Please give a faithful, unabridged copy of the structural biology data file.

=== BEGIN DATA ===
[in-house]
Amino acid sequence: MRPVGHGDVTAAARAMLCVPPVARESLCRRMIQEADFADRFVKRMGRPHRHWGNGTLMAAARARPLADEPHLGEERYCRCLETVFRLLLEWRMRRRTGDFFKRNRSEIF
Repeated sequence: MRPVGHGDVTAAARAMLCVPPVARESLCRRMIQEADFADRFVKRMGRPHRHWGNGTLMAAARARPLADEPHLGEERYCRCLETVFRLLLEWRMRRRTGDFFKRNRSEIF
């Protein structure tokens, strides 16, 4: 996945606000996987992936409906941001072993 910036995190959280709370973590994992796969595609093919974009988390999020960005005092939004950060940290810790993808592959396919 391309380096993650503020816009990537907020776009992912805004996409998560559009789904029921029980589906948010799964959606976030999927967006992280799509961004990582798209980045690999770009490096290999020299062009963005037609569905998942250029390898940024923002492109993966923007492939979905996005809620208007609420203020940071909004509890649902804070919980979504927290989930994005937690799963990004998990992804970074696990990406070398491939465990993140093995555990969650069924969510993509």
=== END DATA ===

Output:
[in-house]
Amino acid sequence: MRPVGHGDVTAAARAMLCVPPVARESLCRRMIQEADFADRFVKRMGRPHRHWGNGTLMAAARARPLADEPHLGEERYCRCLETVFRLLLEWRMRRRTGDFFKRNRSEIF
Repeated sequence: MRPVGHGDVTAAARAMLCVPPVARESLCRRMIQEADFADRFVKRMGRPHRHWGNGTLMAAARARPLADEPHLGEERYCRCLETVFRLLLEWRMRRRTGDFFKRNRSEIF
């Protein structure tokens, strides 16, 4: 996945606000996987992936409906941001072993 910036995190959280709370973590994992796969595609093919974009988390999020960005005092939004950060940290810790993808592959396919 391309380096993650503020816009990537907020776009992912805004996409998560559009789904029921029980589906948010799964959606976030999927967006992280799509961004990582798209980045690999770009490096290999020299062009963005037609569905998942250029390898940024923002492109993966923007492939979905996005809620208007609420203020940071909004509890649902804070919980979504927290989930994005937690799963990004998990992804970074696990990406070398491939465990993140093995555990969650069924969510993509």